Research from an international, collaborative group of scientists, led by researchers at Vanderbilt University in Tennessee, supports the safety of pirfenidone as a therapy for idiopathic pulmonary fibrosis (IPF).
The report, “Safety of pirfenidone in patients with idiopathic pulmonary fibrosis: integrated analysis of cumulative data from 5 clinical trials,“ appeared in the journal BMJ Open Respiratory Research.
IPF refers to the thickening and scarring of lung tissue; it’s not known what causes the condition.The disease results in difficulty breathing and is eventually fatal. Patients with IPF would greatly benefit from new, effective, and safe treatments for the condition.
Pirfenidone is a medication that prevents fibrosis and restores lung function in people with IPF. Three previous phase 3 clinical trials showed that pirfenidone was effective at increasing lung function, measured by a standard method called forced vital capacity (a measurement of how well the lungs work based on how much air a person can exhale with force). Pirfenidone acts by blocking molecules that increase fibrosis, namely growth factors and procollagens I.
The research team, led by Lisa Lancaster of the Department of Medicine at Vanderbilt University Medical Center, analyzed safety data from five clinical trials designed to study the use of pirfenidone in people with IPF.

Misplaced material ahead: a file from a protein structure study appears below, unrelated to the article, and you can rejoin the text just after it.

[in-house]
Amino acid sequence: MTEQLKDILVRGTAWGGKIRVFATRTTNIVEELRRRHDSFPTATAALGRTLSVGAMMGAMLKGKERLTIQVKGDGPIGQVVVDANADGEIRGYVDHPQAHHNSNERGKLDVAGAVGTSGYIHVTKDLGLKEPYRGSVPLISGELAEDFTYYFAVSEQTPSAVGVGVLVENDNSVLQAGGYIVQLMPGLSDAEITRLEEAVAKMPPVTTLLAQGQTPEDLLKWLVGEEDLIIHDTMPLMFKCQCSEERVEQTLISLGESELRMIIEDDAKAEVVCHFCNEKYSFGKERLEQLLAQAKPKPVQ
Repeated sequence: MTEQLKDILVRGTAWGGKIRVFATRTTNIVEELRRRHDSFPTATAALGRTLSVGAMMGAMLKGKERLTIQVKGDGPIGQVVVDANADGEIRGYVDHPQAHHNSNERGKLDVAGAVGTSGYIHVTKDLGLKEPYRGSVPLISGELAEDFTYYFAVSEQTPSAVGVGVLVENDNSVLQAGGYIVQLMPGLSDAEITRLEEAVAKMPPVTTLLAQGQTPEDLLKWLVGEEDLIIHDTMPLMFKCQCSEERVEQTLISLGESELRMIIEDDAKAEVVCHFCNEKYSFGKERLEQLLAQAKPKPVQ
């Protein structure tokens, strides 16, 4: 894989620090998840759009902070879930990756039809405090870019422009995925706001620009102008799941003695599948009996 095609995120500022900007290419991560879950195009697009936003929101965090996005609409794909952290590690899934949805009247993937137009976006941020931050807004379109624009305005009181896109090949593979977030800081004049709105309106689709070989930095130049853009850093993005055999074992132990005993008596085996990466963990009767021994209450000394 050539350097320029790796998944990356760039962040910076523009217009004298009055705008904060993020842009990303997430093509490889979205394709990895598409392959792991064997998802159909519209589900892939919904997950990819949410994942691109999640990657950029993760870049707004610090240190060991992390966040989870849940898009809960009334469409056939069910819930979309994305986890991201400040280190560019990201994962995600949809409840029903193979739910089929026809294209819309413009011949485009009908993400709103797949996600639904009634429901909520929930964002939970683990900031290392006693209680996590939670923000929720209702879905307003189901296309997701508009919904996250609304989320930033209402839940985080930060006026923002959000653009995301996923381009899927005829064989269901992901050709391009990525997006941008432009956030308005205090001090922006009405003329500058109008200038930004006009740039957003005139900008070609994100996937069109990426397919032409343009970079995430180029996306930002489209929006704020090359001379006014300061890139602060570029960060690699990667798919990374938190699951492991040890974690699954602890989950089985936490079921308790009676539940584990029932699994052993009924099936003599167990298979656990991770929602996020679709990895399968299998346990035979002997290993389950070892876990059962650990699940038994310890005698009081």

Study participants included 1,299 patients treated with pirfenidone in three Phase 3 clinical trials, including the CAPACITY studies 004 and 006, and the ASCEND study 016, and two open-label studies, the RECAP study 002 and 012. Open label means that the individuals participating in the study knew information about the drug they were receiving. Researchers assessed the drug’ safety profile in these studies, starting from the first dose of pirfenidone until 28 days following the last study dose. The average time taking the medication was 1.7 years.
Pirfenidone was found to be generally safe and well-tolerated, with gastrointestinal problems and rash being the most common reported adverse events. In their article, the researchers noted “Gastrointestinal events (nausea (37.6 percent), diarrhea (28.1 percent), dyspepsia (18.4 percent), vomiting (15.9 percent)) and rash (25.0 percent) were the most common adverse events; these were generally mild to moderate in severity and without significant clinical consequence.
Elevations in alanine aminotransferase or aspartate aminotransferase greater than three times the upper limit of normal occurred in 40 of the 1,299 (3.1 percent) patients … Elevations were generally transient and reversible with dose modification or discontinuation.”
This large, comprehensive safety study supports the use of pirfenidone for IPF treatment and the prevention of lung scarring.
The U.S. FDA approved pirfenidone (Esbriet) in October 2014 based on the positive results from the ASCEND and CAPACITY clinical trials. The medication is currently produced and marketed by the biotechnology company Genentech.